Tuesday, July 18, 2006

Workshop with Glenn Grishkoff

I'm just back from an intense and constructive workshop organized by Outskirts Gallery owner Kally Thurman of master brushmaker and potter, Glenn Grishkoff.
Glenn appears like one of the dwarfs out of the Hobbit but is better described as a dark haired Russian wearing a buddhist's apron sitting behind a potter's wheel pictured with one of his handmade brushes made of exotic hair from an arctic cariboo set in a handle of bamoo inscribing a tea bowl held in his other hand.
A gracious and sensitive soul, Glenn is one of the few people I have had the honor to know that has become his art. He is so focused on his work and his work has so much to do with his daily life that "he is what he eats."
Glenn studied in Japan for a couple of years emmersing himself in the culture and learning the art of brushmaking and calligraphy. "Japan is the land of opposites. We take rocks out of the garden, they put rocks in the garden. Japan is like going to Mars, says Glenn." He suggests visiting Japan is something every artist would be good to do if only to break out of a myopic view of their world. Like Dave Alexander, Glenn is another teacher that has encouraged me to SEE differently. I am grateful for the opportunity to have attended these workshops, I am happy to see that I am still capable of learning from others.
Although Glen is not a pleinair artist he has appreciation for all art and is happy to see others take from him to use his knowledge in their own work. "All artists borrow from each other but it is important to develop your own vocabulary. Anybody can copy, be original" I was pleased to hear Glenn echo a thought I share. I have always felt part of what I have accomplished is a visual vocabulary. Each time you draw or paint the image becomes part of your memory. Even if the image is made up or an abstraction, once it is deliberately established, the image takes on life of its own and can be replicated.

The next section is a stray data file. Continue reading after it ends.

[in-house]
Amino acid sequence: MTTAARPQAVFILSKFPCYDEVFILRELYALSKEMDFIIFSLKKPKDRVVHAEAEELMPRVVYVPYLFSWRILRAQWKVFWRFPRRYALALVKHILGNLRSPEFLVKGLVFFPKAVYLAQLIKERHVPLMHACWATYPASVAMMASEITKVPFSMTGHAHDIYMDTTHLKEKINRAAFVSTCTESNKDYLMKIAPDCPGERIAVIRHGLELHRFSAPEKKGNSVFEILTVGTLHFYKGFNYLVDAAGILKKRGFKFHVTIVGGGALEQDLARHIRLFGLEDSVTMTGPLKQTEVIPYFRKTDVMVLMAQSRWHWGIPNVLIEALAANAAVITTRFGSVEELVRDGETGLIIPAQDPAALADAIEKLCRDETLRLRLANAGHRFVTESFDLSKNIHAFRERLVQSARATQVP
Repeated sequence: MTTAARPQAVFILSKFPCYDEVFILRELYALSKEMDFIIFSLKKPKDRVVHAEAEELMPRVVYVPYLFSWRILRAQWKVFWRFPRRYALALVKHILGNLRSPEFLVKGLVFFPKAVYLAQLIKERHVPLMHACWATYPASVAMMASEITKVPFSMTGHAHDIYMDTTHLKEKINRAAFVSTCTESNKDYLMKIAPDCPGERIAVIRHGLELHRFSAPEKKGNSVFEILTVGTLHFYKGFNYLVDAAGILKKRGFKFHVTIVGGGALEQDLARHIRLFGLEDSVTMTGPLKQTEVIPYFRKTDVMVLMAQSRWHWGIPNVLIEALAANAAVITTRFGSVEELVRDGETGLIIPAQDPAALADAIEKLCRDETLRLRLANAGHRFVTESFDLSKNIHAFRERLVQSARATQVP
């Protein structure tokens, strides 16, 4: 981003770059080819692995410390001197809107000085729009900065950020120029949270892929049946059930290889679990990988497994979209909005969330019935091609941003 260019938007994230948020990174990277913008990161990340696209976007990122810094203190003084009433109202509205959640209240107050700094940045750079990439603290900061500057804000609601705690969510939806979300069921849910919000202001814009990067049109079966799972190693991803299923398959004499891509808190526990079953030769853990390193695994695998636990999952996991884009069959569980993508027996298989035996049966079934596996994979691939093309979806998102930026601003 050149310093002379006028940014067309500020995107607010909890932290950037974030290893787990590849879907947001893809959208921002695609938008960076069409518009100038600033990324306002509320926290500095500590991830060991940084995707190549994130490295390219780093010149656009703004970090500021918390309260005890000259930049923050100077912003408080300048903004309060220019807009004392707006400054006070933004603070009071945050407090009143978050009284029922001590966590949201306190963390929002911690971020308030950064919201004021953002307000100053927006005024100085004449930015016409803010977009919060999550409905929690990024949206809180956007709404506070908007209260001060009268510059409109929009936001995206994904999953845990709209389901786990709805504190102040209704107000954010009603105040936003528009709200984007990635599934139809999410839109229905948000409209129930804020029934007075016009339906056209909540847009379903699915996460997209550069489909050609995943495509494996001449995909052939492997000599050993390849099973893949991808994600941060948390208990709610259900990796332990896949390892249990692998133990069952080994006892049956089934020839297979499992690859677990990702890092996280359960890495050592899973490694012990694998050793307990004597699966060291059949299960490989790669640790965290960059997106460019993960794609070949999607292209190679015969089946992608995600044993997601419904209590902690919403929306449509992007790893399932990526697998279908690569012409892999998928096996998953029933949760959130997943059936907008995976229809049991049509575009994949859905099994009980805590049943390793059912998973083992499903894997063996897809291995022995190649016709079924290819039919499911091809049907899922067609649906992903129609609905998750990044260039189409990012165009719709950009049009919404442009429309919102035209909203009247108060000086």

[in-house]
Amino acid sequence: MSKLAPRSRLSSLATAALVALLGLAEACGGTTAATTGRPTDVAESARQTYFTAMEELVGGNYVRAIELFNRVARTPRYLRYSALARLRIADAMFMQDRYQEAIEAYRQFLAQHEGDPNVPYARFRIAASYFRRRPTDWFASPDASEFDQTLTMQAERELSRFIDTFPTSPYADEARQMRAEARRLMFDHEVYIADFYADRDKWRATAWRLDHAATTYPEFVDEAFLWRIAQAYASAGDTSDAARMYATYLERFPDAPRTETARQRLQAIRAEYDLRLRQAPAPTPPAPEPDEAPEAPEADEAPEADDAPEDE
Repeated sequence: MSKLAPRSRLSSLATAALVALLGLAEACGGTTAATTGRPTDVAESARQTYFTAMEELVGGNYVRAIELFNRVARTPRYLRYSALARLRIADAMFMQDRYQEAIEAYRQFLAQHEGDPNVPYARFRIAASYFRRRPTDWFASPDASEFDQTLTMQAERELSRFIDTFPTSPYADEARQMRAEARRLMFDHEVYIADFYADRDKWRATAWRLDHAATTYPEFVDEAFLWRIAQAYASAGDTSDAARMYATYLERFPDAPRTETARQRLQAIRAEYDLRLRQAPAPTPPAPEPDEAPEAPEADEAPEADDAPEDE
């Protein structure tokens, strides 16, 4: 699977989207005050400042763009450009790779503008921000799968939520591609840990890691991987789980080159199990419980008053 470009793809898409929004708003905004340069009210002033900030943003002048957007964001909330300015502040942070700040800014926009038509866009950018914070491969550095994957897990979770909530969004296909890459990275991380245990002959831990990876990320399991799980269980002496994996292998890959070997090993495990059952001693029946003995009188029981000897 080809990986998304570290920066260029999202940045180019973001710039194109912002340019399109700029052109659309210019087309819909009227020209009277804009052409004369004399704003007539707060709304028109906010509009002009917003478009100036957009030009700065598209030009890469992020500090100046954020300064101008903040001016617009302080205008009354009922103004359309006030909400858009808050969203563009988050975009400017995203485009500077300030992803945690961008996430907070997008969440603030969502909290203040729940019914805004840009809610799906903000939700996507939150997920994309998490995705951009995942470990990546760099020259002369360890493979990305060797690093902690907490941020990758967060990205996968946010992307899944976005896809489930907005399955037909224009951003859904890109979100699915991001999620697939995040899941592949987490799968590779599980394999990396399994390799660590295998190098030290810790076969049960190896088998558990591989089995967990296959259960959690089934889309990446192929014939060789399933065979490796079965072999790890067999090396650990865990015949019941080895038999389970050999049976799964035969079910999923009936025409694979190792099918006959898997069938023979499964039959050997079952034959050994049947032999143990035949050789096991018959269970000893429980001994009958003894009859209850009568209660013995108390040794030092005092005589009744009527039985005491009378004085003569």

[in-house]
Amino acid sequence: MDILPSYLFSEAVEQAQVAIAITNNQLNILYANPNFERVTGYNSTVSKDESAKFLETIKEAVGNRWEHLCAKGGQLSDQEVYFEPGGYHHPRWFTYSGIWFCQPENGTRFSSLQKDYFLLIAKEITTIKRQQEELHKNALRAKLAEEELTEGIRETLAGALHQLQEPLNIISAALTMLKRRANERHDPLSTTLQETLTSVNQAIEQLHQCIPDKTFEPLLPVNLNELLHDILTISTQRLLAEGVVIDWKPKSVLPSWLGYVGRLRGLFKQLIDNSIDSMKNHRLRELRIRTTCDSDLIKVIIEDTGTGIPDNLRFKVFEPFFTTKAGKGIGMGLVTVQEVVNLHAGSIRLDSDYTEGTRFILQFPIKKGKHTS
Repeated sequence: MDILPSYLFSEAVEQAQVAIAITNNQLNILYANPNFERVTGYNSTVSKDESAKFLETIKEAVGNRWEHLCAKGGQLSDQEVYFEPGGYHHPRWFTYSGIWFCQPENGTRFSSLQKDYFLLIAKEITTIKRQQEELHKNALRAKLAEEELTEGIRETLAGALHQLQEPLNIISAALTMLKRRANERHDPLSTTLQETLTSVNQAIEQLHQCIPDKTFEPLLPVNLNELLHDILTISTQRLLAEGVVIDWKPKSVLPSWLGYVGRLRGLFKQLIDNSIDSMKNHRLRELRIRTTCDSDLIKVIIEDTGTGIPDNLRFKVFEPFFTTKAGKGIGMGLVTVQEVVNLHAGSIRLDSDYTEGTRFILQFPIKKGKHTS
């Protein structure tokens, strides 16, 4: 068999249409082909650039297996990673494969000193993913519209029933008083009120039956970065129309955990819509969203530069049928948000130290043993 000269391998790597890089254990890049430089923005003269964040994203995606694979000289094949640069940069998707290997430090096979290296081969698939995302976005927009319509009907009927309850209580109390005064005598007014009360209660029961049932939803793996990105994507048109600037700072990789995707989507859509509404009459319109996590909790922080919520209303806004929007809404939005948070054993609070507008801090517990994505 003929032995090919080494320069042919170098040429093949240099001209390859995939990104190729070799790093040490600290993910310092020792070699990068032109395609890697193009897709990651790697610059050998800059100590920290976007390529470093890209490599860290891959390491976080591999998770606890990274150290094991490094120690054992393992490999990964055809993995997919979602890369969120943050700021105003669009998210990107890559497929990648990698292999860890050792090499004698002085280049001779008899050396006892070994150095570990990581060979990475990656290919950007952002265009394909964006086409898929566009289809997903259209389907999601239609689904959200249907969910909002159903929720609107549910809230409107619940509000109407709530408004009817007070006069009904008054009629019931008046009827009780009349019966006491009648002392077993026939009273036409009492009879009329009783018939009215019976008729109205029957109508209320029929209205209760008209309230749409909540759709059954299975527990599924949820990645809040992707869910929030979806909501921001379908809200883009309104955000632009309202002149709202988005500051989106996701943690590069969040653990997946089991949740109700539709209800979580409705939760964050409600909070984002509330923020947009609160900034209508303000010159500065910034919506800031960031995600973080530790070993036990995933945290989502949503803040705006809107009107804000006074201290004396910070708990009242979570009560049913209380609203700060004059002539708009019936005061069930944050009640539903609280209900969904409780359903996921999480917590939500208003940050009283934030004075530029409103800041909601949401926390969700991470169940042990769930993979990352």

"Part of being an artist is problem solving." I never gave much thought to my tools other than the fact that a round or a flat or a sable or a bristle accomplished what I needed in my work. Glenn is "Bridging what is functional and non-functional." Glenn will build a brush that is a sculpture in its own right, use it to make a mark on cloth and then hang that brush with the work as if the image on cloth is the voice of the brush then elevates the whole process by hanging it together as an artifact of the event. This is an oversimplification of the many levels of concept I haven't expanded on in his work but what is so beautiful is that he can do it in front of you allowing you to see and experience FINE art being made allowing you to take away with you both the pragmatic skills needed to expand your own vocabulary but also inspiring you to take your own work to a new level. Thankyou Glenn and Thankyou Kally for the opportunity. Namaste'.